Test 3: Muscle, Nervous, and Spinal Cord

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functions of spinal cord

integrates and processes information on its own, in addition to relaying information to and from the brain

central nervous system

spinal cord and brain

cervical enlargements

expanded regions with increased gray matter to provide innervation of the pectoral girdle and upper limbs

lumbar enlargements

expanded region of the spinal cord with increased gray matter to provide innervation of the pelvic girdle and lower limbs

conus medullaris

where the spinal cord tapers to a conical tip, which is at or inferior to the level of the first lumbar vertebrae (L1)

filum terminale

a strand of fibrous tissue, originating at the conus medullaris and extending through the vertebral canal to the second sacral vertebra, ultimately becoming part of the coccygeal ligament

dorsal root ganglia

contains sensory neuron cell bodies, each segment of the spinal cord is associated with a pair of these

dorsal root

contains the axons of the sensory neurons in the dorsal root ganglion; each segment of the spinal cord is associated with a pair of these

ventral root

contains axons of somatic motor neurons and sometimes visceral motor neurons that control peripheral effectors; each segment of the spinal cord is associated with a pair of these

spinal nerve

location where sensory and motor fibers unite, emerging from intervertebral foramina; distal to each dorsal root ganglion. is considered a mixed nerve

mixed nerve

contains both sensory and motor fibers

sciatic nerve

largest nerve in the body

cauda equina

inferior extension of the ventral and dorsal roots and the filum terminale in the vertebral canal

spinal meninges

a series of specialized membranes that provide physical stability and shock absorption for neural tissues of the spinal cord

meningeal layers

dura mater, arachnoid mater, pia mater

dural mater

tough, fibrous outermost layer of the spinal cord; caudally it forms the coccygeal ligament with the filum terminale

coccygeal ligament

formed where the spinal dura mater tapers from a sheath to a dense cord of collagen fibers that ultimately blend with components of filum terminale

epidural space

separates the dura mater from the inner walls of the vertebral canal

subdural space

internal to the inner surface of the dura mater; separates the dura from the arachnoid mater

arachnoid mater

middle meningeal layer

subarachnoid space

internal to the arachnoid mater; contains cerebrospinal fluid

cerebrospinal fluid

acts as a shock absorber and used for spinal tap

pia mater

innermost meningeal layer; bound firmly to the underlying neural tissue

denticulate ligaments

• Lateral extensions of pia mater that pass through the arachnoid layer and attach to the internal surface of the dura mater • Function to anchor the spinal cord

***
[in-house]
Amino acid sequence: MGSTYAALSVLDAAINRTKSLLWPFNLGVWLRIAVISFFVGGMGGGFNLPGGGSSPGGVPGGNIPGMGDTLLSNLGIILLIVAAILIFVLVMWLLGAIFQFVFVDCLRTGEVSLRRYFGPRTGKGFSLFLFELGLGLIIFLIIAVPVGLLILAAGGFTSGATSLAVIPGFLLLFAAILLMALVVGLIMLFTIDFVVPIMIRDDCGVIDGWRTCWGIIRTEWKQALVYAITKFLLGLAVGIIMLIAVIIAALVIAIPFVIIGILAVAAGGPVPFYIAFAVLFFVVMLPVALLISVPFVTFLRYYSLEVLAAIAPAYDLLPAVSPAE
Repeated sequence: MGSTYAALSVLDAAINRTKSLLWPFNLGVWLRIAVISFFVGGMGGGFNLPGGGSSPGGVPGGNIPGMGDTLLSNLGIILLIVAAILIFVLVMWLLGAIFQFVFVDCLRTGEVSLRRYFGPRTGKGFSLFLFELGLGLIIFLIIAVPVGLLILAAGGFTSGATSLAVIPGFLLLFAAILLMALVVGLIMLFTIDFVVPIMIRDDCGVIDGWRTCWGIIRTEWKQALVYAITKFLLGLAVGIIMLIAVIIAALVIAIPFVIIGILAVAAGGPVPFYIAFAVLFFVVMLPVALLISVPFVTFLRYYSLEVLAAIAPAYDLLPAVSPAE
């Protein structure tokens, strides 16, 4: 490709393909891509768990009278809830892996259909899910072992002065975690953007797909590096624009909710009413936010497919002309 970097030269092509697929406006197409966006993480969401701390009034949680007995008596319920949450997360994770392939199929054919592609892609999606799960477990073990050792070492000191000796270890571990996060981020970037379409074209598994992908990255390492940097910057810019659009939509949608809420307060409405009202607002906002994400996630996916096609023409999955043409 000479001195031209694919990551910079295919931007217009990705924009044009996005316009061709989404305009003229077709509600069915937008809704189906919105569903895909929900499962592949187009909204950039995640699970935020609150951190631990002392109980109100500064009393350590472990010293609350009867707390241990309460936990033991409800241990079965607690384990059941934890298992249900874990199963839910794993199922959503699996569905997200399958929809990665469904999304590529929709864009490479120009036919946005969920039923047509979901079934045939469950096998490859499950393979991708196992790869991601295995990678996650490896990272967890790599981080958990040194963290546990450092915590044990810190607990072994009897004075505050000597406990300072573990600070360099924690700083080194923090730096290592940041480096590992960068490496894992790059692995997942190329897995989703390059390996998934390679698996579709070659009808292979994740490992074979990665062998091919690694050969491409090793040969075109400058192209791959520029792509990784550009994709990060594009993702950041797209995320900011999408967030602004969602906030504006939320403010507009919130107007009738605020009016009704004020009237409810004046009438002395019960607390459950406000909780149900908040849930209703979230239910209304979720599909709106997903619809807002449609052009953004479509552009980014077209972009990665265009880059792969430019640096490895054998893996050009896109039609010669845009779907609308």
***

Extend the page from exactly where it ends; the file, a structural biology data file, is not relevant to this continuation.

central gray matter

surrounds the central canal in the spinal cord and contains cell bodies of neurons and glial cells

horns

projections of gray matter toward the outer surface of the spinal cord

central canal

located on the spinal cord on the horizontal bar of the H

white matter

peripherally situated; contains large numbers of myelinated and unmyelinated axons organized into tracts and columns

nuclei

groups of neuron cell bodies in spinal cord gray matter

posterior gray horns

contain somatic and visceral sensory nuclei

anterior gray horns

contain neurons concerned with somatic motor neurons

lateral gray horns

contain visceral motor nuerons

gray commissures

posterior and anterior to the lateral canal; contain axons of interneurons that cross from one side of the cord to the other

white matter

divided into six columns (funiculi), each containing tracts (fasciculi)

vertebra sections

cervical, thoracic, lumbar, sacral

epineurium

outermost layer of connective tissue on the spinal nerve; a dense network of collagen fibers

perineurium

middle layer of connective tissue on the spinal nerve; partions the nerve into a series of bundles (fascicles) and conveys blood vessels into each individual fiber

endoneurium

inner layer of connective tissue on the spinal nerve; composed of delicate connective tissue fibers that surround individual axons

white ramus

first branch of spinal nerve in the thoracic and upper lumber region; contains myelinated axons going to an autonomic ganglion

gray ramus

exits the autonomic ganglion, carries axons that innervate glands and smooth muscles in the body wall or limbs back to the spinal nerve

autonomic nerve

nerve that carries fibers to internal organs

rami communicantes

white and gray rami, collectively

dorsal ramus

provides sensory/motor innervation to the skin and muscles of the back

ventral ramus

supplies ventrolateral body surface, body wall structures and limbs

nerve plexus

complex, interwoven network of nerves

four major nerve plexuses

cervical, brachial, lumbar and sacral plexuses

cervical plexus

consists of the ventral rami of C1-C4 and some fibers from C5; innervates the muscles of the neck, thoracic cavity and diaphragm

brachial plexus